With Miscavige’s solving of the “why” behind our failures to attain an All Clear – i.e., the outside lawyers’ blatant counter-intention to Hubbard’s advices on using the enemies’ tactics against them, only more cleverly and more aggressively – our defeat-battered hopes were rehabilitated. Earle Cooley, the great Scientology hope, would soon be unleashed.

Notes

  1. Rathbun, Mark (2013-05-28). Memoirs of a Scientology Warrior (pp. 255-64).
  2. GA: I mentioned Rathbun’s Chapter 21, which he titles “The Juggernaut,” in a recent letter to Dan Sherman. http://gerryarmstrong.ca/archives/1082 The whole chapter is Rathbun’s spin on the Armstrong Op, or more specifically the 1984 Griffith Park videotaping part of the op. The operation, which was clearly concocted to use or misuse the videos for nefarious purposes after the videotaping, still continues. Rathbun’s book shows the op continues by continuing it. Even though he calls it a memoir, and recounts different events or incidents in his Scientology career that appear unrelated to the op, the whole book is his spin on it. The book is also a fantastic late act, one more contemptuous fair game nastiness in the same old sick op.

    Most importantly at this time, Rathbun’s spin, and his facts propelling it, are virtually identical to the spin and facts the Miscavige Scientologists give to their description of these events in their black propaganda publications, in their filings in their legal proceedings, in their submissions to the IRS, or to governments and people around the world. The difference is that Rathbun says Miscavige ran and runs it all, and Miscavige and his corporate underlings either do not say or say the same thing.

CSI 1023 Submission: Response to Question 3(d) [re Guardian and GO] (November 23, 1992)

Question 3(d)

3(d). Did the Guardian’s Office exist on December 31, 1989, or any date since then? During that period, has there been a Guardian? If the answer is yes to either or both of these questions, please list the name(s) of the Guardian(s) and describe the role of the Guardian and the Guardian’s Office. If no, is there any entity that performs functions or operates in a manner similar to the former Guardian’s Office?

Introduction:

In this question and question 10(a), the Service seeks information concerning the Guardian’s Office. Because of the close relationship of this question with question 10(a), we answer both questions fully here.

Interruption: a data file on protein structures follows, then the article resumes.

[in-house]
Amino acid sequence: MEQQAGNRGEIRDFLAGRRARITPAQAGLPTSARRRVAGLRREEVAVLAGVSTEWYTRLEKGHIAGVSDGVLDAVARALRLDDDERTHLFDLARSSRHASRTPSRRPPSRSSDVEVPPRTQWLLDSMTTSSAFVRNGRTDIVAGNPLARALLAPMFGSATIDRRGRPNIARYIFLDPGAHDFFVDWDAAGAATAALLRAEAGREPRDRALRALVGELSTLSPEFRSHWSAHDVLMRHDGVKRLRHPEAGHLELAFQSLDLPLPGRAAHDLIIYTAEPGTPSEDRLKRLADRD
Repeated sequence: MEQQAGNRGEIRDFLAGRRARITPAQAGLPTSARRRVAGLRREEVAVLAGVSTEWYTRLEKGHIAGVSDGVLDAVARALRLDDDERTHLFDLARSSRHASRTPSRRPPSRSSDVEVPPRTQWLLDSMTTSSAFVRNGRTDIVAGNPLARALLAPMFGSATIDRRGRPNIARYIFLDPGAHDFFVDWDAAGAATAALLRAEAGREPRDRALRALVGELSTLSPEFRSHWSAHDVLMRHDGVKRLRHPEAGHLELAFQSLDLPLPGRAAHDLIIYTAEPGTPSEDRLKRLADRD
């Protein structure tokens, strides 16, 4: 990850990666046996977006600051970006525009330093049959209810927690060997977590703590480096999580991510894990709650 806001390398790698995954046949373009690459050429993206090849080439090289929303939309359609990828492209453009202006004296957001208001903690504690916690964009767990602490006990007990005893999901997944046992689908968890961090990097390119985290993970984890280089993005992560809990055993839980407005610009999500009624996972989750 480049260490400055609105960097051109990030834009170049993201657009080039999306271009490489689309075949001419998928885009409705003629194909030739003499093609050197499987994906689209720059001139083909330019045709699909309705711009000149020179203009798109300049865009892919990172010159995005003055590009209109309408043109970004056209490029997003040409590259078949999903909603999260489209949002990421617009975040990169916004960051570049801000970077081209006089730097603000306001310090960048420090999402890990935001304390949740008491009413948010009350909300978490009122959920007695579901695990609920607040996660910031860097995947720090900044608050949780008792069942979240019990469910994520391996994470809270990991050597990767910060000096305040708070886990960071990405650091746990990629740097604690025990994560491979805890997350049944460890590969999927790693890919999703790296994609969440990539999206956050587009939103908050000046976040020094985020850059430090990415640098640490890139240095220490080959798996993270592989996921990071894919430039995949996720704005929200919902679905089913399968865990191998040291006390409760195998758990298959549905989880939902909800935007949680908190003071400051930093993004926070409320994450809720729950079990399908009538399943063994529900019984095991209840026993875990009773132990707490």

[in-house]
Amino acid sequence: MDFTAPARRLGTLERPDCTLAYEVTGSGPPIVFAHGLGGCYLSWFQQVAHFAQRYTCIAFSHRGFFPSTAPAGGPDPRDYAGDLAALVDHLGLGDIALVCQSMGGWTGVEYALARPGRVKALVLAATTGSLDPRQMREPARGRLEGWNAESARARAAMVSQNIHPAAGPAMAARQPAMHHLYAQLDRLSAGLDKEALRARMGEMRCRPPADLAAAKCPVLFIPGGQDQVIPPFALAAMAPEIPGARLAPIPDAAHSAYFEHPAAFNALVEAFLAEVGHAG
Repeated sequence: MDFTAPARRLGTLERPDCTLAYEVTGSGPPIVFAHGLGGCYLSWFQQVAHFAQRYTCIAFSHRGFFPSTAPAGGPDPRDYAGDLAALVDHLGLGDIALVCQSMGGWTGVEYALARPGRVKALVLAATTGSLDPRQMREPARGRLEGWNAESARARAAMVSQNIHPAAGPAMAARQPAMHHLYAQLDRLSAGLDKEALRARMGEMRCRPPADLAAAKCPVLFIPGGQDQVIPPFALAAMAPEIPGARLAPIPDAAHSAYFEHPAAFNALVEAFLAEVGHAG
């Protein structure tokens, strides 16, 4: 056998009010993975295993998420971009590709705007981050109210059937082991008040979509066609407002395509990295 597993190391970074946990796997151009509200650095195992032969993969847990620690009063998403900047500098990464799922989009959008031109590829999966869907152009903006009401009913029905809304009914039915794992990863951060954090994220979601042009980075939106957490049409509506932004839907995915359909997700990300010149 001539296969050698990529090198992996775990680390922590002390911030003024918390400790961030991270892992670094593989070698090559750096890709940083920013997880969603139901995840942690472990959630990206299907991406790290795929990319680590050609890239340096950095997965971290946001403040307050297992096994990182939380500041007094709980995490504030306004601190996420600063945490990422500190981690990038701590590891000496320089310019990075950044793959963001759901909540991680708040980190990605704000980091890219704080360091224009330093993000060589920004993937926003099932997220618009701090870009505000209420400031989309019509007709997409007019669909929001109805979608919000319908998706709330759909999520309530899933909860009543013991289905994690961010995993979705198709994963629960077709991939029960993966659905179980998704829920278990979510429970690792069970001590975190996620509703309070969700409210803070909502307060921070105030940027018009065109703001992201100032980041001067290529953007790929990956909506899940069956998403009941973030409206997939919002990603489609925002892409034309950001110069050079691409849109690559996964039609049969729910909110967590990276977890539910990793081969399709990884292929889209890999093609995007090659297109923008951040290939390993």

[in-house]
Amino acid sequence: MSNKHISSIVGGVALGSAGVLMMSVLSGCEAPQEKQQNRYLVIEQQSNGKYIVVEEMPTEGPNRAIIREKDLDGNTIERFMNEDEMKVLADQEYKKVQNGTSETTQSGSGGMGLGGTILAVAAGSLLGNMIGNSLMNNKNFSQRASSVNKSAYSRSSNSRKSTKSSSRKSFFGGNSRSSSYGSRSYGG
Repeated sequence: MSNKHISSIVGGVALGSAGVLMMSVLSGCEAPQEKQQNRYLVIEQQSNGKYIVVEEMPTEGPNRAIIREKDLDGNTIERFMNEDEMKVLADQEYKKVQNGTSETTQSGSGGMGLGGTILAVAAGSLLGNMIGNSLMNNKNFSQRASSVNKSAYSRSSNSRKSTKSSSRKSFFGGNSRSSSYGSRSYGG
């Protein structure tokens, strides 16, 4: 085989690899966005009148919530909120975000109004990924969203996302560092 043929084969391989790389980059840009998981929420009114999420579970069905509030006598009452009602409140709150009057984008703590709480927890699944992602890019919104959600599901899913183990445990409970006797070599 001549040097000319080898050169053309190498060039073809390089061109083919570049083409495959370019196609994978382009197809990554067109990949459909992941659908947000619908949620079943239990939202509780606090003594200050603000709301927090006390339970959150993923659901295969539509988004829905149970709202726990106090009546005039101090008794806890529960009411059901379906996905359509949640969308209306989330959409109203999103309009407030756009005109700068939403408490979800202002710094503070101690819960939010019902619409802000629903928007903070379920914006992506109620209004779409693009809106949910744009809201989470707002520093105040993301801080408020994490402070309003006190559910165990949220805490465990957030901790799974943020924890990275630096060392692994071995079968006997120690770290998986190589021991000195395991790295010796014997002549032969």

There are straightforward answers to these questions. The Guardian’s Office (“GO”) was disbanded in 1982 and 1983. A thorough purge of Guardian’s Office staff was conducted at that time: those convicted of illegal acts were dismissed and are prohibited from ever returning to Church of Scientology staff in any capacity. During 1981 through 1983 the Church conducted its own internal investigation and dismissed from its employ anyone found to have been in any way involved with or condoning similar activities. Such individuals are also barred from ever again serving on staff in any Church of Scientology. There is no Guardian currently and there has not been one for over a decade.

No entity replaced the GO. However, certain functions the GO was originally formed to conduct are now carried out by the Office of Special Affairs (“OSA”), the International Finance Network, the LRH Personal Public Relations Network and the Association for Better Living and Education (“ABLE”). Specifically, OSA.deals‘with legal matters; the International Finance Network sees that Church organizations maintain proper financial records and accounts; LRH Personal Public .Relations Office International handles ,public relations; and ABLE deals with the community outreach social betterment programs of drug rehabilitation (Narconon), criminal rehabilitation (Criminon), education (Applied. Scholastics) and raising moral standards in society (The Way to Happiness Foundation).

As discussed in greater detail below, none of these activities operate in a manner similar to the old Guardian’s Office.

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Background:

The Guardian and Guardian’s Office were first established in March of 1966 because legal and other external facing matters were consuming the time and resources of churches of Scientology. In particular, church leaders were being distracted from their primary functions of ministering to the spiritual needs of their expanding religious communities and building their organizations. The first Guardian was Mary Sue Hubbard. Over the next several years, Guardian’s Offices were formed at local churches of Scientology around the world. These local GOs assumed responsibility for each church’s external affairs, with the purpose of freeing their executives and staff to practice and proselytize the religion without distractions. In January of 1969, Mrs. Hubbard appointed Jane Kember as Guardian worldwide, the highest position in the Guardian’s Office, and Mrs. Hubbard assumed the position of Controller, which was senior to the Guardian’s Office.